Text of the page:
What separates Jean-Xavier de Lestrade’s The Staircase from other crime documentaries is its astonishing access. While chronicling the defense strategy of Michael Peterson, the novelist who was accused of murdering his wife, Kathleen, in 2001, de Lestrade’s cameras recorded strategy meetings inside Peterson’s Durham, North Carolina, home—the same home where Kathleen was found dead at the bottom of a flight of stairs. De Lestrade, an Academy Award–winning documentarian, had to agree to the terms of Peterson’s defense attorney, David Rudolf—among them, that footage would be sent to France each night before it could be subpoenaed by prosecution. But the caveats were worth it: After extraordinary reviews, The Staircase won a Peabody in 2005 and was anointed into the documentary pantheon.
So several years later, when a young filmmaker named Antonio Campos reached out to de Lestrade to express admiration for the documentary and his desire to adapt it into a dramatic series, de Lestrade paid the karmic access forward. After speaking to Campos and reviewing his previous work, de Lestrade opened his Staircase archives—sharing footage, notes, and tips on particularly interesting unused video. He says Campos even spent a few days with his Staircase crew while they filmed additional episodes in 2011. For years, they remained in contact.
This past December, when Campos and HBO Max’s team flew to Paris to film several scenes for the long-planned adaptation, The Staircase’s editor, Sophie Brunet, even opened her home to host some of the filmmakers for dinner.
“We gave [Campos] all the access he wanted, and I really trusted the man,” de Lestrade told Vanity Fair Tuesday, sounding shell-shocked. “So that’s why today I’m very uncomfortable, because I feel that I’ve been betrayed in a way.”
De Lestrade is credited on the series as a co-executive-producer, but says that the title was nominal only; he was paid for the project, but says he entrusted Campos with all creative decisions.
“Because I trust Antonio, I didn’t ask him to read the script. I was respecting his liberty as an author, as a creator, as a filmmaker. And I never asked to watch the episodes before they were shown because I was quite confident,” explains de Lestrade.
Campos’s adaptation of The Staircase premiered on HBO Max last week—dramatizing the events that unfurled in de Lestrade’s original, but with a meta twist. In addition to following Peterson (played by Colin Firth) and his family, there is a second story line depicting de Lestrade himself (played by Vincent Vermignon) and his crew as they film the documentary. De Lestrade knew about that story line, and was fine with it when he says Campos framed it to him as a means to explore “the way we approached truth.”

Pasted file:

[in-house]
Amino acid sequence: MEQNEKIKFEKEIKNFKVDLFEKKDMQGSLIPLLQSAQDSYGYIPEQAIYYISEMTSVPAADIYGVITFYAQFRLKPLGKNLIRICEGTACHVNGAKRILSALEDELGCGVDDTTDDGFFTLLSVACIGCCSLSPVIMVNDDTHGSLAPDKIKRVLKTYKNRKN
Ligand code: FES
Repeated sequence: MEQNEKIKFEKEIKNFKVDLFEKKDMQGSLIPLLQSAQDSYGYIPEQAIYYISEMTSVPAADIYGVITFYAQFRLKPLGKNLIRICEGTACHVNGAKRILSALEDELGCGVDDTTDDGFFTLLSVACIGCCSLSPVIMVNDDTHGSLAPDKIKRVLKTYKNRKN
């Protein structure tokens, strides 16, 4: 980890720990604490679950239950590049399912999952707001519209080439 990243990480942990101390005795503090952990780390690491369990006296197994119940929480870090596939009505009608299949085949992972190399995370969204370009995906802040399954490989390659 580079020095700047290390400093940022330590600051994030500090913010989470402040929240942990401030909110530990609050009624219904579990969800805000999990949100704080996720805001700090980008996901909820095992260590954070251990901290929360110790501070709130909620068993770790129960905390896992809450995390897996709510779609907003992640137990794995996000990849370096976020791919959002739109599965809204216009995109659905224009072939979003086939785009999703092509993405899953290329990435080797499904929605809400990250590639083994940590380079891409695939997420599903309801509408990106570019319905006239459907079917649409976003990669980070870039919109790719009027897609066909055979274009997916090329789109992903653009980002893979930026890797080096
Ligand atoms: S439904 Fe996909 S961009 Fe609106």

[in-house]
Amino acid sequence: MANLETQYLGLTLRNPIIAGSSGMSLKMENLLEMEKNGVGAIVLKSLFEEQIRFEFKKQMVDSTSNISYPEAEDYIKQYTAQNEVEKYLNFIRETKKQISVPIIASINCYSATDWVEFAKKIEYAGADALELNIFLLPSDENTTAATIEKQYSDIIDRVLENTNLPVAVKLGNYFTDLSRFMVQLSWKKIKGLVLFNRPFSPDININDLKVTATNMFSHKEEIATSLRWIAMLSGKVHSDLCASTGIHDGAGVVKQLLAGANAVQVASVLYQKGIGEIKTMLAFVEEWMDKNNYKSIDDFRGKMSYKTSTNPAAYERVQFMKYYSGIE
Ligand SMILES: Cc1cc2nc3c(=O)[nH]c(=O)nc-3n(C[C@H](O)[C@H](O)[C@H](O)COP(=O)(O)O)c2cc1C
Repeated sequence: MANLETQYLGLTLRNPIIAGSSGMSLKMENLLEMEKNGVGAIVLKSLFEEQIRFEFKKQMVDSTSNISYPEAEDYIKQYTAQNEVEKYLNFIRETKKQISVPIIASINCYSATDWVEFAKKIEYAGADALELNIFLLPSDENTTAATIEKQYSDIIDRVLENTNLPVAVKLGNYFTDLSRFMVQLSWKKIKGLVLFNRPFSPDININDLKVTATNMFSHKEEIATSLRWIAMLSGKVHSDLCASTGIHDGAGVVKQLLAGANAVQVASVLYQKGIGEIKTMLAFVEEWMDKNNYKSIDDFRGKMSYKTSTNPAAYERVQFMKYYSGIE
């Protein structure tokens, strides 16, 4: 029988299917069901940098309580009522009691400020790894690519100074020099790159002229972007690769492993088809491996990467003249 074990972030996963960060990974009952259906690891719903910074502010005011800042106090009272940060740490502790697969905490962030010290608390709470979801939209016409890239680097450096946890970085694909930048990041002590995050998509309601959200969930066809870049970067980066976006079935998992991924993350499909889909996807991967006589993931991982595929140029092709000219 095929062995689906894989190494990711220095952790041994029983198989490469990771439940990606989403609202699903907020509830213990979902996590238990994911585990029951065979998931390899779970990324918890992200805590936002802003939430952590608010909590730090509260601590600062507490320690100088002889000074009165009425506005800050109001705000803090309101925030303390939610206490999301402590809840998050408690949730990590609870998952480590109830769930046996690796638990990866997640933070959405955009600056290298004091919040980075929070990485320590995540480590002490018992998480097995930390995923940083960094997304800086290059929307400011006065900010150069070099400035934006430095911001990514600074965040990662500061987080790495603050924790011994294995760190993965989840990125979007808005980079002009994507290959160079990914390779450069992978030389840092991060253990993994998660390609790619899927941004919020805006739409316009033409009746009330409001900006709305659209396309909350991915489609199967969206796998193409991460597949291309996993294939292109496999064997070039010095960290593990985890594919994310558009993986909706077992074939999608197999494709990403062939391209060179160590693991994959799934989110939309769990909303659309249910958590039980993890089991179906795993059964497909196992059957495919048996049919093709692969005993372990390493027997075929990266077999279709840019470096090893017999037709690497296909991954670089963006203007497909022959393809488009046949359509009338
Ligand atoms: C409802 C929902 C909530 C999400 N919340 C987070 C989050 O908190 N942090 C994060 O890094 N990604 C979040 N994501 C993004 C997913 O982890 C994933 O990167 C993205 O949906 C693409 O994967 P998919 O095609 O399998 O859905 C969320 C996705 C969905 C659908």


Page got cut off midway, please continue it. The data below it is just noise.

But according to de Lestrade and other members of the original Staircase’s team—producer Allyson Luchak, editor Scott Stevenson, and Rudolf, who appeared onscreen as Peterson’s defense attorney—the remake’s fifth episode, “The Beating Heart,” airing next week, recklessly blurs fact and fiction. In it, several scenes suggest that the eight original Staircase episodes were edited by Brunet (Juliette Binoche)—the real-life Staircase editor who opened her home to HBO Max’s production when they were shooting in Paris—while she was entangled in a romantic relationship with Peterson.
In real life, Brunet did have a relationship with Peterson. De Lestrade has been candid about this in the past, and Peterson even wrote about the relationship in his 2019 book, Behind the Staircase. But all four, and Brunet herself in an email to Vanity Fair, confirm that Brunet and Peterson did not begin corresponding until after she left the documentary as planned to edit another project, 2004’s Holy Lola. De Lestrade hadn’t expected The Staircase to yield so much footage; he wound up enlisting two other editors, Stevenson and Jean-Pierre Bloc, to cut what would end up being eight episodes total. (Years later, de Lestrade filmed an additional five episodes of The Staircase. Brunet edited all of them—the final three she says she edited after she and Peterson broke up.)
“My relationship with Michael never affected my editing,” Brunet wrote. “I never, ever cut anything out that would be damaging for him. I have too big an opinion of my job to be even remotely tempted to do anything like that. And Jean would never let it happen anyway. It is his film and I respect that greatly. And again: I had absolutely no dog in the fight for the first eight episodes. As for the following ones, I think one can notice a great empathy for Michael’s family in them. But that was Jean’s point of view as well as mine. Whatever you think or believe about Michael, you can’t deny that the situation for his children was terrible and unfair. As for the last three episodes, I could not possibly be suspected of wanting to favor Michael, since we had broken up before I finished editing.”